To the barricades.

Garvan Walshe: Leaving Afghanistan wont’ stop terrorists using failed states. How do we learn from this failure?

16 Sep

Garvan Walshe is a former national and internationals security policy adviser to the Conservative Party.

The rewriters of history have got to work in the weeks since the American rout in Afghanistan. The mission failed because Afghanistan was a graveyard of empires. Or because humanitarian intervention never works, according to realist high priest Stephen Walt.

This is far from the truth, as Robert Kagan explains at length. We went into Afghanistan because of 9/11, not for purely humanitarian reasons. Even in more overtly humanitarian interventions, like NATOs in Kosovo or the removal of Gaddafi in 2011, strategic considerations mattered.

Success in Kosovo owed much to Milosevic, always an opportunist with a healthy sense of his own self-preservation, agreeing to give in after NATOs bombing campaign. The alternative, an invasion of Serbia and Montenegro through Albania and Hungary, while Serbs in Bosnia and Croatia rose up against the Dayton peace settlement would probably have led in Serbia to a destructive guerilla war not unlike that in Iraq or Afghanistan. The last minute paradrop into Pristina airport should remind us that even late Yeltsin Russia would not have been helpful.

Nonintervention is not the easy option frozen-blood realists like Walt would like it to be. They would have stood by as Kosovars were raped and murdered, or the inhabitants of Benghazi driven into the sea. They got what they wanted in Syria: hundreds of thousands of dead and millions of people displaced. Whether this sits more easily with their conscience or ideas of a globally influential West, I leave to readers to judge.

It is harder still where there is a strategic objective. How comfortable would we have been, for example, relying on Polish tanks to dash through Eastern Ukraine to protect Lviv? (Hint: it matters that the Poles call the city Lwów).

Or consider the French intervention in Mali, against central African jihadists. Would you be the President pulling troops out only to find your citizens attacked by a plot originating there? What of an allied government, with which you had important commercial or strategic ties, being toppled by hostile rebels?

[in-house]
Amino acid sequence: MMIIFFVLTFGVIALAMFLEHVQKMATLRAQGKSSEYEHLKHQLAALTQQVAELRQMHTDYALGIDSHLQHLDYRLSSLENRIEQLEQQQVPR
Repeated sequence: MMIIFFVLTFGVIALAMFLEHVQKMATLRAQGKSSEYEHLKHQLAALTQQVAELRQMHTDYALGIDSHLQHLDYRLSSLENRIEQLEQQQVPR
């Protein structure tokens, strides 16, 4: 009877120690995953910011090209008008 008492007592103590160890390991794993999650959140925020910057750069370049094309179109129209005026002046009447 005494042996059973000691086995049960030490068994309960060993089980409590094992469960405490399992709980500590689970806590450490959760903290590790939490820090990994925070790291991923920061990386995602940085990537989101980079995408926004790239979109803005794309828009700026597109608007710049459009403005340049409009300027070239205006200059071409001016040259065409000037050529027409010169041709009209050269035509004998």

Commercial ventures, military operations, people, religion and ideas now flow across borders more easily than they could in the past. Or rather, they have started to flow back the other way. Western business, armies, people and ideas have after all been flowing out of Europe to the Americas, Asia and Africa for five hundred years. Along with supply chains and investment flows, conflicts have become globalised.

It’s not viable any more for a single country to retreat, and there is no disputing the principle that if we’re to provide security at home, we need to get involved abroad. Disagreement is only over the manner of involvement.

In the last twenty years, the difficulty has never been to remove a hostile force from power, either through direct intervention, or Western air power supported by allies. Problems have set in afterwards, even though the need for long term post-conflict stabilisation is very much a “known known” (however much Rusmfeld himself was in denial about it). The question is why we’ve made the same mistakes over and over again.

Afghanistan suffered from intermittent attention and dispersed accountability. It only drew high level political focus at the beginning and when problems mounted. Different administrations tried varying strategies, with greater or lesser emphasis on state building, smaller footprints, or a “surge” of troops.

Meanwhile the mission was split, between the mission to capture bin laden and that to stabilise the country. The former a unilateral American operation. The latter a multilateral NATO one. Similar problems bedevilled the postwar reconstruction in Libya (with France and Italy backing rival governments), or Iraq, with the US reducing troops only to find it had to increase them to fight ISIS.

Without attention, disorder was allowed to fester, more civilians and troops got killed, and governments were unable to justify the intervention to their publics. Politicians picked up the public dissatisfaction, and rushed to leave as soon as they could.